In an article published in Advanced Healthcare Materials (Jayaprakash et al. 2020), MIT researchers describe the development of a simple, low-cost technology for subcutaneous injection of high-concentration drugs.
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The technology comes in the form of a new double-barrelled syringe that greatly widens the range of injectable concentrations or biologic formulations – also known as biologics – which are typically diluted and injected intravenously.
Biologics are powerful drug formulations but their high viscosities means these concentrations cannot be administered with the use of conventional syringes and needles. The new MIT invention provides a solution to this "injectability bottleneck," allowing subcutaneous injection of high-concentration vaccines and drugs to treat diseases "more easily," according to Kripa Varanasi, MIT professor of mechanical engineering and one of the study authors.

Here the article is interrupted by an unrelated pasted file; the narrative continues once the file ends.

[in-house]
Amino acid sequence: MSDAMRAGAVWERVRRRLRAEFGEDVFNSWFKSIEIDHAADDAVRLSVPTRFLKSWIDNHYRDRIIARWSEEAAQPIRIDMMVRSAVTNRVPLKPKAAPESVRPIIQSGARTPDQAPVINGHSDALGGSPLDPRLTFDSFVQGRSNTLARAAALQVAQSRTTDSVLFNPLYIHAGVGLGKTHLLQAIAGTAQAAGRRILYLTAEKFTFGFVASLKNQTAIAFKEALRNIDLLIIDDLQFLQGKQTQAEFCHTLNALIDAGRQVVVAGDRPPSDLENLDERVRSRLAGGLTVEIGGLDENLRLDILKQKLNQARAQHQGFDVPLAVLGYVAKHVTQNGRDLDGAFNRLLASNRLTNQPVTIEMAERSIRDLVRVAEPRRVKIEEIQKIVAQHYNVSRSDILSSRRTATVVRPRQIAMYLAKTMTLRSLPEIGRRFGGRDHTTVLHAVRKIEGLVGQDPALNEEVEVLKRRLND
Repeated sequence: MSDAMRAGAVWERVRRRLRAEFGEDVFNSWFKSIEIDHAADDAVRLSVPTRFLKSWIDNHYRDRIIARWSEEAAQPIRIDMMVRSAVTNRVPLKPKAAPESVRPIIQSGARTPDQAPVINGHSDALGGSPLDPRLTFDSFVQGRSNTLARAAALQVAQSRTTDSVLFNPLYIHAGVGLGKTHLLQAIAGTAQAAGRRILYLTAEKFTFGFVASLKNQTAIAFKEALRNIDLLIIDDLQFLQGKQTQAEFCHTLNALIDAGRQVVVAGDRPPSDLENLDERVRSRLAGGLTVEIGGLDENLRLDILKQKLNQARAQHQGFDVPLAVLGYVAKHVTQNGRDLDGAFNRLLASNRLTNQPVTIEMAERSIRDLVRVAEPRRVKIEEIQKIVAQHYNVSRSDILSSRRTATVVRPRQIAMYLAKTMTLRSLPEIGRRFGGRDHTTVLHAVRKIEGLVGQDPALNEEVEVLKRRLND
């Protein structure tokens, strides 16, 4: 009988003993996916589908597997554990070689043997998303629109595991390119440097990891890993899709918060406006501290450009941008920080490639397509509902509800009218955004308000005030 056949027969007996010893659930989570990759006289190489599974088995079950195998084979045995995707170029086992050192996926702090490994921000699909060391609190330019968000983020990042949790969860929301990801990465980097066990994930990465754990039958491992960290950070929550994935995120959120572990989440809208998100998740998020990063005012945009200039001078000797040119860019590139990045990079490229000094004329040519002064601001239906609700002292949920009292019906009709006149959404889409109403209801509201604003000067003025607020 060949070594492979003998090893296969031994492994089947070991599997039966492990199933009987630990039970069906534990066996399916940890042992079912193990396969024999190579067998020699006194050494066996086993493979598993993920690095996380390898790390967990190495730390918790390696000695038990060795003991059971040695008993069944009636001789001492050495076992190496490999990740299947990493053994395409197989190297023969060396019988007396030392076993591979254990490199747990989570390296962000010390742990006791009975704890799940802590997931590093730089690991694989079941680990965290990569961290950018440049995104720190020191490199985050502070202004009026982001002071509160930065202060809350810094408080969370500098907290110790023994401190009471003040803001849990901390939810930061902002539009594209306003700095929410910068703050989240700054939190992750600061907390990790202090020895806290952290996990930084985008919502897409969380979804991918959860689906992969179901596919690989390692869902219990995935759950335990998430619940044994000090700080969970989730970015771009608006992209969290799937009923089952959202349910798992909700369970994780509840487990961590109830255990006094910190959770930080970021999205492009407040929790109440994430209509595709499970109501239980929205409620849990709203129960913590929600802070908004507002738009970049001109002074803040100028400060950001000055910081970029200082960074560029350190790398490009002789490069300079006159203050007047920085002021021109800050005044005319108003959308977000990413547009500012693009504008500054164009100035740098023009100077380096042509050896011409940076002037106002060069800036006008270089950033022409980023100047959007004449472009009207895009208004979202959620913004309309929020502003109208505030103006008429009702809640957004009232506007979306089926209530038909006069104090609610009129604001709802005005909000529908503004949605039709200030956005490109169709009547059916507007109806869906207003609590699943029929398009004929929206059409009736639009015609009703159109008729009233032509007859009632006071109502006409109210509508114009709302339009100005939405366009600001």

Amidst the COVID-19 pandemic, Varanasi notes, being able to stay home and subcutaneously self-administer medication to treat diseases such as cancer or auto-immune disorders is very important.
With the double-barrelled syringe, the viscous formulation to be injected is surrounded with a lubricating fluid to ease the drug's flow through the needle. This lubrication technique helps to reduce the required injection force, such that just one-seventh of the injection force was needed for the highest viscosity tested, the MIT team explains.
“Regardless of how viscous your drug is, you can inject it, and this is what made this approach very attractive to us,” says study first author Vishnu Jayaprakash, a graduate student in MIT’s mechanical engineering department.
For example, therapeutic gels – used in bone and joint therapies, as well as for timed-release drug delivery, among other uses – can now be more easily administered using the MIT-developed syringe.
Self-administration of drugs or vaccines, as noted by Professor Varanasi, is one way to democratise access to healthcare.
Source & Image credit: MIT